Riding Into the Hot Zone

“Every firefighter, police and EMS first responder knows that when you ride into a hot zone where an emergency incident is under way every millisecond counts,” mused Charles Blaich. “That means that any lag time in communication, any gaps, however momentary, in getting the right information or the right resources to and from the right places is deadly. Conventional communications, and command and control as usual, won’t cut it.”
It’s an observation born of experience and knowledge, and Blaich, director of emergency preparedness for the Homeland Security division of Raytheon Co., based in Waltham, Mass., knows whereof he speaks. For over 30 years, he served in the New York City Fire Department. Holding the title deputy chief on Sept. 11, 2001, he hauled himself out of bed, where he was recovering from surgery, scraped together a helmet and uniform from old relics around his house, forced a Staten Island ferry captain to dock at the World Trade Center site and, when he arrived, learned that he was the ranking firefighter on the scene—the rest of the command was killed or missing.
Emergency response professionals have long realized the truth of Blaich’s statement.
“There are many situations where no matter how sophisticated and competent your support network back at ‘headquarters,’ you’re on your own in the field—just your team and your vehicle,” observed Richard Reincke, president and chief operating officer of Aegis Assessments, Scottsdale, Ariz., a disaster recovery consultant and solutions provider.
“The doomsday scenario, of course, is the terrorist attack or natural catastrophe that literally wipes out your command and control, but in fact there are all sorts of less apocalyptic situations where putting more capability and self-sufficiency in the field is crucial—when a team is responding to natural disasters and has to coordinate events on location, at major crime scenes where personnel need to be deployed remotely for extended periods, and critical incidents such as hostage takings where a high level of field control is necessary,” he said.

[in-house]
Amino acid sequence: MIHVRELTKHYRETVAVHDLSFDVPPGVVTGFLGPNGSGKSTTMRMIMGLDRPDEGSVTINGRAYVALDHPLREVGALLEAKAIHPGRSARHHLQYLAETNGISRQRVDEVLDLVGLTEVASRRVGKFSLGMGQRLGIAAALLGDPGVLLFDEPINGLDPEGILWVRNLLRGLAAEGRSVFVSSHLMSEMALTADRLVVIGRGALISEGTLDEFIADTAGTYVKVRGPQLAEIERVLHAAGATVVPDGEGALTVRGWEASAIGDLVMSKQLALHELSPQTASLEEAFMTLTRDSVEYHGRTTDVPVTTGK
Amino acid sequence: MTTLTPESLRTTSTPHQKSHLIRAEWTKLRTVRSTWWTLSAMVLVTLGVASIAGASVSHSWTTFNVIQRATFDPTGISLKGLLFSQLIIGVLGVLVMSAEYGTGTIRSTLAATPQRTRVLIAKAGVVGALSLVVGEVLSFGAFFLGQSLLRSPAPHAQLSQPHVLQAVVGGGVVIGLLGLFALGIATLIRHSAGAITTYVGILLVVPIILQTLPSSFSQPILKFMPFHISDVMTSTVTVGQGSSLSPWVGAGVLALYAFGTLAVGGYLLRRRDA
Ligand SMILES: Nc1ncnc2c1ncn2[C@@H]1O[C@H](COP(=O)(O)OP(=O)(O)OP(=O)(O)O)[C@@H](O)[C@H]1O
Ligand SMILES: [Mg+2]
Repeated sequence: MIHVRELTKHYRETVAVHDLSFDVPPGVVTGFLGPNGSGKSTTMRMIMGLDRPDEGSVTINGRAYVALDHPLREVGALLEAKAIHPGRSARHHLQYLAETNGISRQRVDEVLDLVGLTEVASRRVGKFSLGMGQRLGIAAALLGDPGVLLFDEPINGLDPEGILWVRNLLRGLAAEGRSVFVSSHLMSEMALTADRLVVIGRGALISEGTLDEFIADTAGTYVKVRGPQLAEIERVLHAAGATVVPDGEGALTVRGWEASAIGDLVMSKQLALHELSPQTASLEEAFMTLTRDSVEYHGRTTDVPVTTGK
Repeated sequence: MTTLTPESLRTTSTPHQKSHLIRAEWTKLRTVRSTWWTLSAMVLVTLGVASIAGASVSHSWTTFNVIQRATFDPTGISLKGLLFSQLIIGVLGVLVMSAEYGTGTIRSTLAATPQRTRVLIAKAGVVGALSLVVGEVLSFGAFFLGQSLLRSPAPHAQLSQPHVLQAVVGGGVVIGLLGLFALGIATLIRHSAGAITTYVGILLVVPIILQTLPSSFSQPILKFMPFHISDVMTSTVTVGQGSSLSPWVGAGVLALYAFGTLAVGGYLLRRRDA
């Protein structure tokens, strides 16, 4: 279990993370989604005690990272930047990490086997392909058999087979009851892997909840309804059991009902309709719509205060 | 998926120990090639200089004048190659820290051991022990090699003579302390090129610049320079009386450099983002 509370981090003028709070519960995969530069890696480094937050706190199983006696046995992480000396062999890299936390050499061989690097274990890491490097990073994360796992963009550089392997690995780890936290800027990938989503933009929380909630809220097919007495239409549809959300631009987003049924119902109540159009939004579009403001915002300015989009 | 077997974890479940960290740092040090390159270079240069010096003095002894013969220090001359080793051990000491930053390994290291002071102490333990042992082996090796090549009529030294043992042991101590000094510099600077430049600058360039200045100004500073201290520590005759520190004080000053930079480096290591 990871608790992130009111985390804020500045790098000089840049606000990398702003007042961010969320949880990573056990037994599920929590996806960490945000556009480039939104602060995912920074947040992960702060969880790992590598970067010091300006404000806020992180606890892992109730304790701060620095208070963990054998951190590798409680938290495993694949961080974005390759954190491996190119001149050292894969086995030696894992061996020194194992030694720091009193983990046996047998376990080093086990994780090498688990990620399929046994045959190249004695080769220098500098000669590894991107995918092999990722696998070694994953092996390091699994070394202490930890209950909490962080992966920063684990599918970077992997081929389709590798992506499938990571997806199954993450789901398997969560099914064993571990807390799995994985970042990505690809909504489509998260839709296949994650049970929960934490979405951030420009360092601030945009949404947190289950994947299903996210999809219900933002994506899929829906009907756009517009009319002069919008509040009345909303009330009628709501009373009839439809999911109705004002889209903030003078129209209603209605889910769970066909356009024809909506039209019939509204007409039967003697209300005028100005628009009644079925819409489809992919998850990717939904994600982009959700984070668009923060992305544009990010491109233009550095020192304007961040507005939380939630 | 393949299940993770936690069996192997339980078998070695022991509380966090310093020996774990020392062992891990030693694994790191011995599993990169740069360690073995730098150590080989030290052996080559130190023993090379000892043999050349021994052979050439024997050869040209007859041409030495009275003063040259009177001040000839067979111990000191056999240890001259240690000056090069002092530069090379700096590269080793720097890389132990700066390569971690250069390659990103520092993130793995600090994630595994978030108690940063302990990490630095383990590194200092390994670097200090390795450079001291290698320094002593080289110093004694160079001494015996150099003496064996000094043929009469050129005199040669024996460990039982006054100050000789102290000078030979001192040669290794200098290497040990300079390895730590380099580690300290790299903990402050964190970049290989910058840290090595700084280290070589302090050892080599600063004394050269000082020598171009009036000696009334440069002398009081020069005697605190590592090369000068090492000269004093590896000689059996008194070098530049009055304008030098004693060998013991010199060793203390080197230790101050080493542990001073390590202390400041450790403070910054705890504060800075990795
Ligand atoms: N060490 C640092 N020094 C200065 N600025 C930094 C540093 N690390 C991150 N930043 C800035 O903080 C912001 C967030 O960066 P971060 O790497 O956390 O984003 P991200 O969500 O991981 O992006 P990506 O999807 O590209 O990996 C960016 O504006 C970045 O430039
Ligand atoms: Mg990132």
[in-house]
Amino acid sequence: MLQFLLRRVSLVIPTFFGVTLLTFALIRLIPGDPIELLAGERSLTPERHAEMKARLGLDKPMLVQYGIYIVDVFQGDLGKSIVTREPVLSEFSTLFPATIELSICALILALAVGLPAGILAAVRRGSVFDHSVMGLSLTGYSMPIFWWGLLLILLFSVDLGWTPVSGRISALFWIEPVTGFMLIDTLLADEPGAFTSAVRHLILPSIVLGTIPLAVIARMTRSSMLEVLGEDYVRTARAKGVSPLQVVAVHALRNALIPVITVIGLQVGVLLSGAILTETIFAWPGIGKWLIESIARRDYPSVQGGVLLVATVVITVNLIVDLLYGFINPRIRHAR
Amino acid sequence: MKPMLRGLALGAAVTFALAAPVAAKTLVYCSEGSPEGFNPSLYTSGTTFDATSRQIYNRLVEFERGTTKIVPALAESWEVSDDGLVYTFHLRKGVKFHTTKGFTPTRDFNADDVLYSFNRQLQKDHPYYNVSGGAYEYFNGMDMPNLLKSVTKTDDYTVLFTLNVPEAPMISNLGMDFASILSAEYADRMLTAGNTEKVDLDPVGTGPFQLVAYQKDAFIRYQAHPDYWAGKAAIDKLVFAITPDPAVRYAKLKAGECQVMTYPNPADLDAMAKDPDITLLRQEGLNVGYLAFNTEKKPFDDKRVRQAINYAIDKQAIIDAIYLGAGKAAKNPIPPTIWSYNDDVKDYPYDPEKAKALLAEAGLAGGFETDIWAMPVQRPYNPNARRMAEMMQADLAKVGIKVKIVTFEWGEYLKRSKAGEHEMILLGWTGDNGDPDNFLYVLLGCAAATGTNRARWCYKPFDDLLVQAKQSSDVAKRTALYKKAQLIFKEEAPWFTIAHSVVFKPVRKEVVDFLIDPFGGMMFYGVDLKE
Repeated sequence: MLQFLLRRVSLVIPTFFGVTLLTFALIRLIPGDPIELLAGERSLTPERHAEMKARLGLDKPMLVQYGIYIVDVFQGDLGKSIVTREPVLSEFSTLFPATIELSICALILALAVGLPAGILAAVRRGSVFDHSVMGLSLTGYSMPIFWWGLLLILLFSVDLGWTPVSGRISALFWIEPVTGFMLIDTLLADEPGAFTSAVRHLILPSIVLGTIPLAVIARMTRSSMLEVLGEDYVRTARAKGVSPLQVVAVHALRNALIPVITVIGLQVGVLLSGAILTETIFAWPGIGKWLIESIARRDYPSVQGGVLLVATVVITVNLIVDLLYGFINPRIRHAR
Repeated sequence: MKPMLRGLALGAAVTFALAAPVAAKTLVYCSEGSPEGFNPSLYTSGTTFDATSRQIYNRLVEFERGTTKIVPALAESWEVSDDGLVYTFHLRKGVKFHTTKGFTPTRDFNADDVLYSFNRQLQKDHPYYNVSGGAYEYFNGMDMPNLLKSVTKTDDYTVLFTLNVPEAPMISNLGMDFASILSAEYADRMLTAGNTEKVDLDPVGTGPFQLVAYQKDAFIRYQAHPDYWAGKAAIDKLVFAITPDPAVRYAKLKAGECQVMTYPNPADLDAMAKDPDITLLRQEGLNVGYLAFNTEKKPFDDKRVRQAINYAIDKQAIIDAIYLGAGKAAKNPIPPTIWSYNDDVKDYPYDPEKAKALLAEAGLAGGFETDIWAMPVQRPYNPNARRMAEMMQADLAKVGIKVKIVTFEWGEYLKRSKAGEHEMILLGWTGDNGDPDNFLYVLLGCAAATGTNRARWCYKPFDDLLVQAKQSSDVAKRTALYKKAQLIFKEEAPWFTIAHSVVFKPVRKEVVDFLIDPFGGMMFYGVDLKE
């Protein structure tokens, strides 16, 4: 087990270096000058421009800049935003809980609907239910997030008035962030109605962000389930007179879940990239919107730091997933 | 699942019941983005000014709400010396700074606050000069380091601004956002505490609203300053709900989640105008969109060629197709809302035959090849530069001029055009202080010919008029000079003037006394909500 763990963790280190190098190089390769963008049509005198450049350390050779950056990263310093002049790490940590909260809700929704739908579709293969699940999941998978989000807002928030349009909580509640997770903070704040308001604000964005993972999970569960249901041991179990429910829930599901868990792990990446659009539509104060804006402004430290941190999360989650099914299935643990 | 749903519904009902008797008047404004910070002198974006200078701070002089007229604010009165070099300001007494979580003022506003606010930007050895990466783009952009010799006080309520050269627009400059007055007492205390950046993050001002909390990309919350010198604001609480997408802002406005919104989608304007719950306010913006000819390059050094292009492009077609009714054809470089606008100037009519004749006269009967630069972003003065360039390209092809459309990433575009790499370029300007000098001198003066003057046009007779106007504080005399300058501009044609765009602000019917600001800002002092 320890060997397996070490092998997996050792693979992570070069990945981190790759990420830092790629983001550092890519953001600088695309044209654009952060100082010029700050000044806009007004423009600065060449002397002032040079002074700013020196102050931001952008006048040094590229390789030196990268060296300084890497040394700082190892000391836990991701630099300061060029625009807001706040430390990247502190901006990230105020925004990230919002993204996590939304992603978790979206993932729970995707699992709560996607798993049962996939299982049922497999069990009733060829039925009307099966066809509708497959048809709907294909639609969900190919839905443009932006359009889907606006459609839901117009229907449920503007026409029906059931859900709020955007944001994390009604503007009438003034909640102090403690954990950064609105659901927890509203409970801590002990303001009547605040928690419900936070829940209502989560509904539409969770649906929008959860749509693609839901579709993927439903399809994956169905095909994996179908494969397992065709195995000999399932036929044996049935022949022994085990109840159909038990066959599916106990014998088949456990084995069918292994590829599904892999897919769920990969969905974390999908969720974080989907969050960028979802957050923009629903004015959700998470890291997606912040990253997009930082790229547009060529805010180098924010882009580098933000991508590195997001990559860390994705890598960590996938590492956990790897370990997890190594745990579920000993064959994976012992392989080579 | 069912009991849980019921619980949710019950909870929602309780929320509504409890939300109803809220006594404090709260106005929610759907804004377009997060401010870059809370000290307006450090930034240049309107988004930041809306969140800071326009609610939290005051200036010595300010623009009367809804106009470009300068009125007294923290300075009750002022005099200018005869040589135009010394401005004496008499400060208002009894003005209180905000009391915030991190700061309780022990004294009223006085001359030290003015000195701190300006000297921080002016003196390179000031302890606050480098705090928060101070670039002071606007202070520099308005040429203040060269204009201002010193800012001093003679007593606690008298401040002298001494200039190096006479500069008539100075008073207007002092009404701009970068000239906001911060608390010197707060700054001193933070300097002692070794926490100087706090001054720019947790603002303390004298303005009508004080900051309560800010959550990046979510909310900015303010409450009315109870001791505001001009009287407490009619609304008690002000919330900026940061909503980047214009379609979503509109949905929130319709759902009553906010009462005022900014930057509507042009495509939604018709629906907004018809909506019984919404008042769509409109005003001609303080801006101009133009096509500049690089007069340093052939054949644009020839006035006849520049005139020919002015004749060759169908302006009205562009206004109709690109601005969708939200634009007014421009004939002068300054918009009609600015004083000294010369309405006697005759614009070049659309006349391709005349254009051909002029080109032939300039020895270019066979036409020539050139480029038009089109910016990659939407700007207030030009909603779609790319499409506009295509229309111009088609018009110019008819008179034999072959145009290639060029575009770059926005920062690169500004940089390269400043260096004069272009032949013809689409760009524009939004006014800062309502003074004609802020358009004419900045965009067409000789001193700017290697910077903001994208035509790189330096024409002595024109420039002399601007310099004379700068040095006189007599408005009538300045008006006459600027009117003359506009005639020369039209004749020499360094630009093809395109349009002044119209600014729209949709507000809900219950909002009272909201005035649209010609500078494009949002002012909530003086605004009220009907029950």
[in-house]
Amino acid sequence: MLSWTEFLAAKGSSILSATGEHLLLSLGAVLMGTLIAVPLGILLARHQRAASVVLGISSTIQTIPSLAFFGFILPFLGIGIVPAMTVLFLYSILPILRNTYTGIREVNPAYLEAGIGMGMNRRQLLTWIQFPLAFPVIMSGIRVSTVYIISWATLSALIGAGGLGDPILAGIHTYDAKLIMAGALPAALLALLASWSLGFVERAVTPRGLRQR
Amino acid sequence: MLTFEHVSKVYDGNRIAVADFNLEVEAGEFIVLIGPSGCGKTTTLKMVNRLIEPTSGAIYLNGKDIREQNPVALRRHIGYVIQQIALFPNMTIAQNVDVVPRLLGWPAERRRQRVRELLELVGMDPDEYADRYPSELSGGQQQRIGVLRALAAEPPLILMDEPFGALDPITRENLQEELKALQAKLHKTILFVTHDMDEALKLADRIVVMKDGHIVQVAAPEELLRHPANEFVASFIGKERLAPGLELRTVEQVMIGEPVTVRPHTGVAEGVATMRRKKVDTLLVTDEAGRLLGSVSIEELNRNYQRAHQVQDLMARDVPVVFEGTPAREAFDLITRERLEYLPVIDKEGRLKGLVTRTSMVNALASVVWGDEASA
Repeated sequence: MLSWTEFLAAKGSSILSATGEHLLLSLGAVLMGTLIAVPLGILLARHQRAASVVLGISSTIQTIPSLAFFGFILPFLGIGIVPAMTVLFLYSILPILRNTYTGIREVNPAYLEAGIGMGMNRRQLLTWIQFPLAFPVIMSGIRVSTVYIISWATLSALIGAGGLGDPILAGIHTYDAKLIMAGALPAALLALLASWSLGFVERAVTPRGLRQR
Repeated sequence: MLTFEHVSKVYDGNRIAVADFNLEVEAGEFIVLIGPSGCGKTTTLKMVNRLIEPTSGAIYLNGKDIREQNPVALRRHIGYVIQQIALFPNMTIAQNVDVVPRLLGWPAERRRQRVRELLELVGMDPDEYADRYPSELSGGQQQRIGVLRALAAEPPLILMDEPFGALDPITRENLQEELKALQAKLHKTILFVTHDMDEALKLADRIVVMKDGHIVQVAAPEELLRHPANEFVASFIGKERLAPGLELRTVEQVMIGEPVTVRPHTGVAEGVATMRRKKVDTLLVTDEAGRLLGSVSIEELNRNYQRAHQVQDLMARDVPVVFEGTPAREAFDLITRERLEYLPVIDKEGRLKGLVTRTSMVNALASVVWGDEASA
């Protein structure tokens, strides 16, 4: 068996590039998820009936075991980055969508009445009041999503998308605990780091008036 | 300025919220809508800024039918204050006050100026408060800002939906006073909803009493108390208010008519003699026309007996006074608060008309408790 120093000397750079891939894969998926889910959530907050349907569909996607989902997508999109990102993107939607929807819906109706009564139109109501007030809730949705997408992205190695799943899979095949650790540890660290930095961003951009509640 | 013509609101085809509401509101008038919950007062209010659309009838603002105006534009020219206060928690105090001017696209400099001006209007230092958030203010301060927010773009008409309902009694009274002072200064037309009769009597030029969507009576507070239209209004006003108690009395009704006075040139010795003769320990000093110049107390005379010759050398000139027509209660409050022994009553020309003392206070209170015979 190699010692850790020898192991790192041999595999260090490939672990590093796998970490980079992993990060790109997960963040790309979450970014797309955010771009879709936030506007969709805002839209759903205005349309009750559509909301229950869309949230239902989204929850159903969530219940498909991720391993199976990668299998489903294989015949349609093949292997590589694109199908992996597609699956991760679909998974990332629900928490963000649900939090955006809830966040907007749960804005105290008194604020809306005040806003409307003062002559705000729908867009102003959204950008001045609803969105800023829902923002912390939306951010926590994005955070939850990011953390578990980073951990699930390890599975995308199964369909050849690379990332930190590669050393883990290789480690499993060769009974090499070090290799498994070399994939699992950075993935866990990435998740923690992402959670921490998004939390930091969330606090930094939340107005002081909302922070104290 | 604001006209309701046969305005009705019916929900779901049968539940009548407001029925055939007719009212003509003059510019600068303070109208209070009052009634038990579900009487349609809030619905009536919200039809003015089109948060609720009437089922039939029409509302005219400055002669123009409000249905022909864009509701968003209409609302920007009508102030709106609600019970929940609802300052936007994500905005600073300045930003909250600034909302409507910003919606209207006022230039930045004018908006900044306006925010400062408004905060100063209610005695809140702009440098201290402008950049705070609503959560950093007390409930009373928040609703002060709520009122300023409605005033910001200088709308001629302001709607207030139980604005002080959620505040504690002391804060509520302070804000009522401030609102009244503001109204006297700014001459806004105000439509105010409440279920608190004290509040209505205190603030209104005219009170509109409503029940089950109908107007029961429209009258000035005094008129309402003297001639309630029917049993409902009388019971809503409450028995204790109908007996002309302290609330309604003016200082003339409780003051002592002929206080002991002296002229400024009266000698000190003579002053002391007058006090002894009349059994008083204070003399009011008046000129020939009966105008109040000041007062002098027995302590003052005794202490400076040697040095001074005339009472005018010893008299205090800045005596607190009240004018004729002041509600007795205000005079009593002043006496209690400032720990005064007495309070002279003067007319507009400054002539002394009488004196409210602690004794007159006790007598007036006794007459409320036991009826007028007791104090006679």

Until recently, however, the promise of mobile command and control has been slow to be realized in the civilian realm, and one reason has been the lack of effective “on-board” communications.
The command function
“I can remember all too well the incredible chaos that had to be navigated to respond to a major incident once first responders made it to a scene,” Blaich recalled in an interview with HSToday. “To get helicopter support, for instance, the fire chief, once assessing the scene, used to have to call in to a central police dispatcher, who in turn called emergency dispatch, who then had to call in a helicopter unit. That’s four steps, too much duplication of effort and waste of precious time.” 
Another reason is that, unlike the military world—where sleek, easy-to-deploy vehicles with on-board communications, surveillance, environmental sensoring and testing capabilities have been available for years—civilian emergency vehicles have been notoriously cumbersome to use.
“If you’re thinking about the kinds of vehicles that used to serve in many cities as mobile command centers, let’s just say they weren’t very user-friendly,” noted Reincke. “We’re not talking about the Batmobile.”
Indeed, if the goal of the emergency vehicle is to act as a sort of swift and nimble ninja-warrior on wheels, those sitting in the lots of many a fire and police department across the land tend to be more like sumo wrestlers when it comes to flexibility.
A case in point is the Las Vegas Fire and Rescue Department, which for years used a 1983 vintage trailer home as a command unit, a true period piece. “The trailer was comfortable enough to hang out in,” Assistant Deputy Chief Greg Gammon remembered, “but unless you had a really big incident, it was not something that could be deployed very readily. So mostly it just sat unused.”